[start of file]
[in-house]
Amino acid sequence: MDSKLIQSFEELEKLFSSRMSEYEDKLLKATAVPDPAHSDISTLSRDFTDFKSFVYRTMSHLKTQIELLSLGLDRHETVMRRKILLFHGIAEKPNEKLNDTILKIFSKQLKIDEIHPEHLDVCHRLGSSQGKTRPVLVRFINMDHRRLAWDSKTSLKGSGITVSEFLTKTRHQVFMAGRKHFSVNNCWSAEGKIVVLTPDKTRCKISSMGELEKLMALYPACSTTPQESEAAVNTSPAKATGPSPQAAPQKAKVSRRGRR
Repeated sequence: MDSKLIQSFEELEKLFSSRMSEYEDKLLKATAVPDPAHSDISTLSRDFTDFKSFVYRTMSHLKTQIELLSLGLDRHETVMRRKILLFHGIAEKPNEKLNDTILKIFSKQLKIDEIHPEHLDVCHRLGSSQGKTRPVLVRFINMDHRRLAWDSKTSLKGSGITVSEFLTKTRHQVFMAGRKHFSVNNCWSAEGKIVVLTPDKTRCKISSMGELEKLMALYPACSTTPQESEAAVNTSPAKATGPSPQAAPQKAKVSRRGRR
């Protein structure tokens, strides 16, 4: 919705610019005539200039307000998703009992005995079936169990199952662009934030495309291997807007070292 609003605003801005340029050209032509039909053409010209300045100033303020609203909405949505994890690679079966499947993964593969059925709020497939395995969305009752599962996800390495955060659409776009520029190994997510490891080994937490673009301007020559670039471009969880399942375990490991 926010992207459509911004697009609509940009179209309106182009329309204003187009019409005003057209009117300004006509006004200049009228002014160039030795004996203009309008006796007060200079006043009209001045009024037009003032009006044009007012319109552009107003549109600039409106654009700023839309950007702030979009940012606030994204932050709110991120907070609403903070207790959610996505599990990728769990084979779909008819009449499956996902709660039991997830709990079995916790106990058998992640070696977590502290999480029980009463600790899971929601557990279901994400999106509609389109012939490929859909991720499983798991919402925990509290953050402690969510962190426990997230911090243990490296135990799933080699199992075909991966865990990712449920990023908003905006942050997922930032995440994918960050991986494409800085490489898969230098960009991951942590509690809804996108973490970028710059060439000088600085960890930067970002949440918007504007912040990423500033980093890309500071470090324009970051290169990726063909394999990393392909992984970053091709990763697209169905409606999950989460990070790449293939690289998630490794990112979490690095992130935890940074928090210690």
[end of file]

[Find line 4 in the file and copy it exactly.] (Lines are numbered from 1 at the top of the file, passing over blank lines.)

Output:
């Protein structure tokens, strides 16, 4: 919705610019005539200039307000998703009992005995079936169990199952662009934030495309291997807007070292 609003605003801005340029050209032509039909053409010209300045100033303020609203909405949505994890690679079966499947993964593969059925709020497939395995969305009752599962996800390495955060659409776009520029190994997510490891080994937490673009301007020559670039471009969880399942375990490991 926010992207459509911004697009609509940009179209309106182009329309204003187009019409005003057209009117300004006509006004200049009228002014160039030795004996203009309008006796007060200079006043009209001045009024037009003032009006044009007012319109552009107003549109600039409106654009700023839309950007702030979009940012606030994204932050709110991120907070609403903070207790959610996505599990990728769990084979779909008819009449499956996902709660039991997830709990079995916790106990058998992640070696977590502290999480029980009463600790899971929601557990279901994400999106509609389109012939490929859909991720499983798991919402925990509290953050402690969510962190426990997230911090243990490296135990799933080699199992075909991966865990990712449920990023908003905006942050997922930032995440994918960050991986494409800085490489898969230098960009991951942590509690809804996108973490970028710059060439000088600085960890930067970002949440918007504007912040990423500033980093890309500071470090324009970051290169990726063909394999990393392909992984970053091709990763697209169905409606999950989460990070790449293939690289998630490794990112979490690095992130935890940074928090210690």